Amid a Red Flag Warning issued over Mother’s Day weekend and a state drought emergency declaration, fireworks exploded all over the city of Richmond, lighting up the sky and also social media with posts from outraged residents.
When in the past fireworks use was limited to two holidays, Independence Day and New Year’s Eve, the tide has turned to where now they’re being set off unendingly in Richmond. Last year, the Richmond Police Department received about 2,533 calls for service regarding the use of illegal fireworks. Their more frequent use not only poses increased risk of injury and fires, but also to residents’ health, not only triggering conditions of residents who suffer from post-traumatic stress disorder in a city that already endures an inordinate number of shootings, but also in the form of exposure to particulate matter, experts say.
A quarterly reporting of criteria air pollutants and toxic air contaminants, part of the state-mandated California Air Protection Program (CAPP), called out increases in particulate matter in Richmond due to the fireworks during the Independence Day and New Year’s Eve holidays last year, as well as the 2020 wildfires. Data from air monitors installed by Chevron Richmond to track pollution show increases in local particulate matter emissions during this period since the legally-mandated CAPP became effective in January 2020.
Air monitoring data show that pollution from sources such as fireworks, wildfires, and vehicular traffic, pose a greater health concern to local residents than industrial sources, including the Richmond Refinery, which has reported that its PM emissions have been reduced by 25 percent since 2019 as a result of its refinery modernization project coming online.
There is a difference between emissions of particulate matter and exposure to particulate matter, Greg Nudd, deputy air pollution control officer for policy at Bay Area Air Quality Management District, said at the Community Equity, Health & Justice Committee meeting on May 6.
“If you just draw a map around Richmond, about 90 percent of the PM emissions are from Chevron,” Nudd said. “But if you look at exposure, about 80 percent of the PM exposure in Richmond is from sources other than Chevron.”
Increased particulate matter from fireworks, along with the fires they may cause, makes them not just a noise nuisance, but a health and safety risk, the experts say.
And the pandemic has only exacerbated the situation, with fireworks use having skyrocketed, forcing sanctioned events to be canceled while holing up people in their homes.
“In this year of drought superimposed on global warming, the danger of fire resulting from fireworks is perhaps the highest we have ever seen,” said Richmond Mayor Tom Butt in an eForum post on the issue.
Despite receiving about 2,533 calls for service regarding the use of illegal fireworks last year, only one citation was issued in 2020 related to fireworks, the mayor’s office said.
Under Richmond municipal code, possessing, selling, giving away, storing, using, or discharging any fireworks is a misdemeanor punishable by a $1,000 fine or up to 6 months in jail.
Richmond Police Chief Bisa French said it’s difficult to make arrests for fireworks violations.
“We encourage callers to be specific in guiding us to where the fireworks are coming from,” Chief French said. “Often we see them in the area but can’t pinpoint a specific street or home. By the time we make it to the area, the participants are nowhere to be found.”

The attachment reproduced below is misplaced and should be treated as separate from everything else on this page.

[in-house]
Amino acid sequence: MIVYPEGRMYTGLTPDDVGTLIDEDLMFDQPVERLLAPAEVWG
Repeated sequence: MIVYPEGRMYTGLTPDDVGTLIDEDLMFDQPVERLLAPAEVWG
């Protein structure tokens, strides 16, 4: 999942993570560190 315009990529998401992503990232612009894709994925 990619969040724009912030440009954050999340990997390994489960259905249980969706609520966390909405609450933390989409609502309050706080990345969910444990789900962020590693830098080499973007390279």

The mayor said residents are “fed up” that people aren’t being caught.
“I don’t want to see an apartment building or house burned down, or someone lose a hand, because they didn’t weigh the risk of harm,” the mayor said. “The effect on pets is another serious result of illegal fireworks.”
Residents share the mayor’s frustration.
“Just yesterday we received an official ‘red flag’ warning from the local county authority, because of the extremely dry conditions and the unusual wind patterns in the region,” stated one poster on a Richmond-based Nextdoor thread following Mother’s Day weekend. “California has seen a rash of devastating wild fires, which have caused hundreds of millions in property damage, as well as many deaths, and destruction of forests. No one with any understanding of the dangers associated with accidental setting of fires could be ‘okay’ with illegal fireworks in the East Bay hills.”
Still another poster on Nextdoor complained, “If you know who they are please call the police. It’s insane they are using fireworks in this dry weather,” while yet another wondered, “Have City Councilmembers addressed this issue?”
Enforcement of fireworks has been difficult, Mayor Butt wrote in his eForum that Richmond Police Department “has told us that it is difficult for them to enforce the law against using fireworks unless they actually witness a person possessing or setting off fireworks.”
That being established, the mayor said in his post that “whether Richmond is successful in reducing the level of fireworks over the next two months is largely in the hands of it residents.” Here’s what the mayor suggests:
“If you see or hear fireworks and can identify the location, call the police using 9-1-1. Give the dispatcher the exact location, including an address, if you know it. It is a misdemeanor to possess or set off fireworks…Even a few arrests and convictions, particularly in the early part of the fireworks season can be a powerful deterrent.”
The mayor also suggests that those with neighbors with a history of setting off fireworks simply ask them to refrain from it. Spreading this info on social media and at community meetings was another thought he offered up on the issue.
Also important to note is that the Mayor’s Office is offering a $2,500 reward to anyone who reports a fireworks violation in Richmond that leads to arrest and conviction. For more info about the reward, contact the Mayor’s Office at 510-620-6503.